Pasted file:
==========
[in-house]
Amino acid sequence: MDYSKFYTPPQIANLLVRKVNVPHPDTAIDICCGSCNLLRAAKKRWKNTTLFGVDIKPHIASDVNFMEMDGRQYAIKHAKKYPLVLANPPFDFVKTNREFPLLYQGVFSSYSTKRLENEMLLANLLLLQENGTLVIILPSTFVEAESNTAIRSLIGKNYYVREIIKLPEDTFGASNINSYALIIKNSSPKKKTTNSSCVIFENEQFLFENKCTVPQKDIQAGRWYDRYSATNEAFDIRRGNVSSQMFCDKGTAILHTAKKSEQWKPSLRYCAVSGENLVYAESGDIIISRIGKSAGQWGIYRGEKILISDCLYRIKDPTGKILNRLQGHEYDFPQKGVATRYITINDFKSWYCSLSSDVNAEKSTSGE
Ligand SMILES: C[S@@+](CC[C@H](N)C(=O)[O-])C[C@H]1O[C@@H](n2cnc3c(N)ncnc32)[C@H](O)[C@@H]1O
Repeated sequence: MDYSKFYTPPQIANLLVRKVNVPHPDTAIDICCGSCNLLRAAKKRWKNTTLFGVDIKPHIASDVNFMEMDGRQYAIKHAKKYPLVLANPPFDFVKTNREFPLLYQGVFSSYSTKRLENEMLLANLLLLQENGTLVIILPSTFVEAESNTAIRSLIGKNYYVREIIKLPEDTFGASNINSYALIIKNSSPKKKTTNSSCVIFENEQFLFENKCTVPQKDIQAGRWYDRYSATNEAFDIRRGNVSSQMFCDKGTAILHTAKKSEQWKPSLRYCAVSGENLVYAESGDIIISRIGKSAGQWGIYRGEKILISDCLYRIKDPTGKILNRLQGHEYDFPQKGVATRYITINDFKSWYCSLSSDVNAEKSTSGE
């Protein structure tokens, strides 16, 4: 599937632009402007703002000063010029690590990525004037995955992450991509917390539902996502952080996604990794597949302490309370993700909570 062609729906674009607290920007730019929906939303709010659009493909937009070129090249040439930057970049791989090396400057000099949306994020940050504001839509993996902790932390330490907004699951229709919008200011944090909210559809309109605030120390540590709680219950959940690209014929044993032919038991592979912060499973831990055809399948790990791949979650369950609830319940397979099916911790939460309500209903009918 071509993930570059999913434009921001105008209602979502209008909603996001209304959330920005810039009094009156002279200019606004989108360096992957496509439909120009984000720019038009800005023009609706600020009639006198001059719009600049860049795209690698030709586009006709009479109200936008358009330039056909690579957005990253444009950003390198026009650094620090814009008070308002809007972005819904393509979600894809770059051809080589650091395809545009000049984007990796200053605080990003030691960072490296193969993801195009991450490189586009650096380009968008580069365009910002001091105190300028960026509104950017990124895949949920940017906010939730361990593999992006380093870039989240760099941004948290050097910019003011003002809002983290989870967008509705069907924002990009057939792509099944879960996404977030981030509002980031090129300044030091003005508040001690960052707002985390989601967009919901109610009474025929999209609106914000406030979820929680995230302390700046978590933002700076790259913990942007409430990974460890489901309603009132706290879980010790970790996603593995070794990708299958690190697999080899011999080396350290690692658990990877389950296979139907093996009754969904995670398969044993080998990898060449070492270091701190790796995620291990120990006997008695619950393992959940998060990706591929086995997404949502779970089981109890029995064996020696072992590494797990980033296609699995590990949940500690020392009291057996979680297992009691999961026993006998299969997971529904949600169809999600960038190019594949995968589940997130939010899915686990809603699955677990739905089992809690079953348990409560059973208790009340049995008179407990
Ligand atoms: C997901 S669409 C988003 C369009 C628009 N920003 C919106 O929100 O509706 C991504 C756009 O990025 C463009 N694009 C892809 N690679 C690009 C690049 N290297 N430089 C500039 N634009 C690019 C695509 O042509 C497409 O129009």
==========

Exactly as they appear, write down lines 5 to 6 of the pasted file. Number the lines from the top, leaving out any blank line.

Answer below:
């Protein structure tokens, strides 16, 4: 599937632009402007703002000063010029690590990525004037995955992450991509917390539902996502952080996604990794597949302490309370993700909570 062609729906674009607290920007730019929906939303709010659009493909937009070129090249040439930057970049791989090396400057000099949306994020940050504001839509993996902790932390330490907004699951229709919008200011944090909210559809309109605030120390540590709680219950959940690209014929044993032919038991592979912060499973831990055809399948790990791949979650369950609830319940397979099916911790939460309500209903009918 071509993930570059999913434009921001105008209602979502209008909603996001209304959330920005810039009094009156002279200019606004989108360096992957496509439909120009984000720019038009800005023009609706600020009639006198001059719009600049860049795209690698030709586009006709009479109200936008358009330039056909690579957005990253444009950003390198026009650094620090814009008070308002809007972005819904393509979600894809770059051809080589650091395809545009000049984007990796200053605080990003030691960072490296193969993801195009991450490189586009650096380009968008580069365009910002001091105190300028960026509104950017990124895949949920940017906010939730361990593999992006380093870039989240760099941004948290050097910019003011003002809002983290989870967008509705069907924002990009057939792509099944879960996404977030981030509002980031090129300044030091003005508040001690960052707002985390989601967009919901109610009474025929999209609106914000406030979820929680995230302390700046978590933002700076790259913990942007409430990974460890489901309603009132706290879980010790970790996603593995070794990708299958690190697999080899011999080396350290690692658990990877389950296979139907093996009754969904995670398969044993080998990898060449070492270091701190790796995620291990120990006997008695619950393992959940998060990706591929086995997404949502779970089981109890029995064996020696072992590494797990980033296609699995590990949940500690020392009291057996979680297992009691999961026993006998299969997971529904949600169809999600960038190019594949995968589940997130939010899915686990809603699955677990739905089992809690079953348990409560059973208790009340049995008179407990
Ligand atoms: C997901 S669409 C988003 C369009 C628009 N920003 C919106 O929100 O509706 C991504 C756009 O990025 C463009 N694009 C892809 N690679 C690009 C690049 N290297 N430089 C500039 N634009 C690019 C695509 O042509 C497409 O129009």